This is why we don’t have a bullet train in the United States

Fresno Trench construction workers build part of the high-speed rail line that will run under CA Hwy 180 in Fresno, California on May 8, 2019
Photo: Frederic J. BROWN / AFP (Getty Images)

Fourteen years ago, California had a dream: to connect the two largest urban centers in the state via the first high-speed train, reducing travel time between Los Angeles and San Francisco to two hours and forty minutes. It would cost billions and take years, but everyone agreed it was a better decision than investing money in another highway. Now, nearly a decade and a half later, construction has begun on a seemingly doomed project.

Building in California was never going to be easy among the mountains and deserts that dot Southern California, but local politics made it much harder than necessary. The New York Times has a great answer for Americans returning from a vacation in Japan or Europe and wondering where all those wonderful bullet trains are: local politics. From Time:

Now, as the nation embarks on a historic adventure, 1 trillion dollars of infrastructure constructionthe tortured effort to build the nation’s first high-speed rail system is a case study in how ambitious public works projects can become dangerously encumbered by political compromises, unrealistic cost estimates, faulty engineering and a determination to persist with projects that have become, like the crippled financial institutions of 2008, too big to fail.

A review of hundreds of pages of documents, engineering reports, meeting transcripts and interviews with dozens of key political leaders shows that the detour to the Mojave Desert was part of a series of decisions that, along with hindsight, have seriously hampered the state’s ability to deliver on its promise to create a new way to transport people in an age of climate change.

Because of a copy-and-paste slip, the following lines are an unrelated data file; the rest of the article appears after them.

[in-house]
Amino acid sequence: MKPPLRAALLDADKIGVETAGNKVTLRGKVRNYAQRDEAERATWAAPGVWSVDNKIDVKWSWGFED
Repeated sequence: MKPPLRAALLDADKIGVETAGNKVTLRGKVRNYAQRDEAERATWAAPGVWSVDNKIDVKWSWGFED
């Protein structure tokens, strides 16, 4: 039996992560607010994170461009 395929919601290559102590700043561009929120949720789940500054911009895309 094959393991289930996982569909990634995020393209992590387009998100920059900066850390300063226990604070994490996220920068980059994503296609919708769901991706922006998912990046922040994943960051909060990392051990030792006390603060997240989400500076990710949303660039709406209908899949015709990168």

Political compromises, records show, produced difficult and expensive routes through the state’s agricultural belt. They routed the train through a geologically complex mountain pass in the Bay Area. And they dictated that construction would begin in the center of the state, in the heartland of agriculture, not at either end of the city where tens of millions of potential cyclists live.

The line, approved in 2008, was supposed to be completed by 2020 at an estimated cost of $33 billion, but that clearly did not happen. Construction of the 171-mile “Starting Line” is not expected to be completed until 2030, and cost estimates now reach $113 billion. Even 2030 is optimistic:

The railway authority said it has accelerated the pace of construction of the start-up system, but at the current rate of spending of $1.8 million a day, according to projections widely used by engineers and project managers, the train will not could not be completed in this century.

“We would make different decisions today,” said Tom Richards, a developer from the town of Fresno in the Central Valley, who now chairs the authority. He said project officials have successfully overcome the challenges and have a plan that, for the first time, will connect 85% of California residents to a fast and efficient rail system. “I think it will be a hit,” he said.

The whole project is now under threat from Republicans and Democrats, which is only to be expected given that it was the Republicans and Democrats at the grassroots level who turned this potentially game-changing piece of infrastructure for the country into a mess that could never see its completion. Read the whole story here at Time.

Jose P. Rogers